Mike: I don’t yell so much as talk to the TV, especially during pit stops.

11. Do you have any advice for other fans?

Both: If you’re watching at home, NASCAR RaceView Mobile helps keep interest during some long green stretches, plus it has in-car communications.

If you’re going to the race, you must have a scanner or FanVision to hear communications. Bring comfy shoes, especially for Daytona.

Also, it’s OK to hope for autographs, but don’t go expecting one. We plan time to try for autographs on practice days when you have a better chance, especially at Daytona in the fan zone.

12. What else do you want the NASCAR world to know about you?

We’re animal lovers who have two cats — MeowMeow and Gizmo — and a newly adopted dog named Sidney. We’re big fans of other sports as well, especially football and hockey.

“Submarine” Mike Mitchell and wife Cheryl, pictured at Daytona. (Photo courtesy of the Mitchells)

Scott Speed enriched by family bonds, not profits, in Speed RC track business

Scott Speed, the former F1 and NASCAR driver turned three-time Global Rallycross champion, overflows with honesty. He was either born without the instinct to have filters or long ago decided to discard them.

So it’s no surprise that one question into an interview about Speed RC — the indoor racetrack and hobby shop he co-owns with NASCAR’s T.J. Bell — Speed grins from beneath the brim of a flat-billed hat and lets the truth pour out.

“This has probably been the biggest life lesson I’ve ever had because A) I realized I don’t like customers, and B) customers are terrible,” Speed said.

The customers in question come to the store to buy RC car parts, but they don’t understand that Speed is already selling the parts as cheaply as he can. So when some of them try to haggle over prices, it drives him nuts.

“This one guy came in and he wanted to break my balls over some part,” Speed said. “I pulled out my wallet and was like, ‘Here, do you wanna take my credit card? Do you want anything else? How else can I help you? Please, would you like a drink? Now that I think about it, can you take this? I’m gonna pay you $5 dollars to take this.'”

“I was having a bad day,” he said with a shrug.

Speed laughs at the story, because he knows something I don’t: The successful business I thought I was here to write about actually isn’t successful at all.

“It costs me money,” Speed said. “I’ve almost got it to where I can break even or maybe lose $10,000 or $20,000 a year. It will definitely never make money. The margins aren’t there.”

So wait a minute. Why is Speed keeping the doors open if Speed RC doesn’t make money and never will? As it turns out, there’s a compelling reason.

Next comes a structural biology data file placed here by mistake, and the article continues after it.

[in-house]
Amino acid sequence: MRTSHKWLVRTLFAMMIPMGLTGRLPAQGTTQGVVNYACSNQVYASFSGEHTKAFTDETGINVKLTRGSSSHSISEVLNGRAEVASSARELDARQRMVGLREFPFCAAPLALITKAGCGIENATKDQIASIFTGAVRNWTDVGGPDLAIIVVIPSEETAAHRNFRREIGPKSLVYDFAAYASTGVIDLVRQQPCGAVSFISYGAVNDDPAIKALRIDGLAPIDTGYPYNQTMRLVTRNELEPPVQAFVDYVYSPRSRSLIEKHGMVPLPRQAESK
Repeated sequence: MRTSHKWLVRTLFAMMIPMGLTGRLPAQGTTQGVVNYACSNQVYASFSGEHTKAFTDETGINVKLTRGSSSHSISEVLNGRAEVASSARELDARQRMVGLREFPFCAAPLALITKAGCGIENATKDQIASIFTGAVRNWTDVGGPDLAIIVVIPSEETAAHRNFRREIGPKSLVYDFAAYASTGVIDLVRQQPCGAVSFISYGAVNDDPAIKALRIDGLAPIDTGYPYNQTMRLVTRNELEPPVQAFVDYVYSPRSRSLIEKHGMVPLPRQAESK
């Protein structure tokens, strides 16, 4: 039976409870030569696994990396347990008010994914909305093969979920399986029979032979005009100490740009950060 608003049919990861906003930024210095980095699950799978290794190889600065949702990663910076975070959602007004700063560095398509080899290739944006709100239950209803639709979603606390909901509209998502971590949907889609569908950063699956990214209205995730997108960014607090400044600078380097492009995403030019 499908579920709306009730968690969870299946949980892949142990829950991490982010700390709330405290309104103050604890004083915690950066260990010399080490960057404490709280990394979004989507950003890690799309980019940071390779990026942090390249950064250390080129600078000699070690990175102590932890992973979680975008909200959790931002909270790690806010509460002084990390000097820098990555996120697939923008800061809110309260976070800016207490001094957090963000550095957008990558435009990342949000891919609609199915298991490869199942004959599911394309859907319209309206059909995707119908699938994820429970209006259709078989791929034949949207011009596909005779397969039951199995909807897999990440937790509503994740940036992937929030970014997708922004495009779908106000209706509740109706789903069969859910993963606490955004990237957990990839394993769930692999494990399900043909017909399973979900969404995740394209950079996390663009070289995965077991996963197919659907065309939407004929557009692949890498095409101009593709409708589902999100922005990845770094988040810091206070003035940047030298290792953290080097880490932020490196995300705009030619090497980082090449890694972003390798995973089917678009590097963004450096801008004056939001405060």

Before we go any further, let’s talk about RC racing. These aren’t the little cars you got for Christmas from Toys R Us and drove around your neighborhood cul de sac until the batteries died.

These are agile vehicles that zip around Speed’s dirt track like mechanical bees, whipping through corners and flying over jumps. They demand an insane amount of skill to master, which is why the likes of Tony Stewart, Jamie McMurray and Justin Allgaier have spent hours at Speed RC in their spare time.

“Most forms of racing come down to 90 percent car, 10 percent driver, right?” Speed said. “Well this is 90 percent driver and 10 percent car. It’s all you! You can’t hide! It’s a big excuse eliminator, and that’s why I love it.”

Lots of people love it aside from just Speed, and many of them will be at the track this weekend. Speed RC will play host to the 350-entry JConcepts Indoor National Series Finals, which brings the best RC racers in the world to compete.

Most of the time, though, the track isn’t hosting elite events. The typical week is closer to the feel of a bowling alley, where amateurs can drop by to play around or those with more experience can go head-to-head in a series of league nights.

Compared to other forms of competitive racing, it’s by far the most affordable. While high-level karting or Late Model racing can cost thousands, a competitive RC car is $500 (an entry level version can be had for as low as $180). And $1,000 will get you the exact car used by the national champion — setup and all.

“It’s down there on the budget list, which I love,” Speed said. “I love the idea that anybody can do it.”

It definitely takes some practice to get good, though. Speed insisted I give it a try, and — holy crap! — my car looked like Milka Duno driving with her eyes closed.

Racers stand atop a wooden platform overlooking the track with a remote in their hands, eyes focused on their cars going around the track. An automated voice calls out the lap times as each car passes the finish line to help drivers track their progress. Though the track layout changes every few months, the good drivers seemed to run about 15-second lap times in the session I was in; meanwhile, my laps were closer to two minutes.

I got in the way of other vehicles, crashed into barriers, flipped over jumps and got stuck against the wall — and that was just the first lap. On the next lap, I was overzealous on one jump and almost took out Bell — who was standing on the course as a marshal.

“I’m glad you can write,” Bell said afterward, laughing.

But while anyone can learn to be fast (one local woman who stands out is a high school math teacher), pro racers seem to pick it up more quickly than others. That’s especially the case for motorcross riders, who grew up going over jumps and handling corners on dirt; somehow, their brains adjust for the different angle.

It all comes down to learning,” Speed said. “I can go around the track a couple dozen times, and based on the lap times I’m hearing and how the car goes around the track, I can figure out what the fastest, most efficient way to go around the track is.

“That’s literally all racing is. You take the car back to the line as fast as you can and you try to analyze: Was that better or worse? It’s really not any different than that. Everybody can develop car control and drive a car super early on in life. Then it becomes learning what the car wants you to do to it to make it go faster.”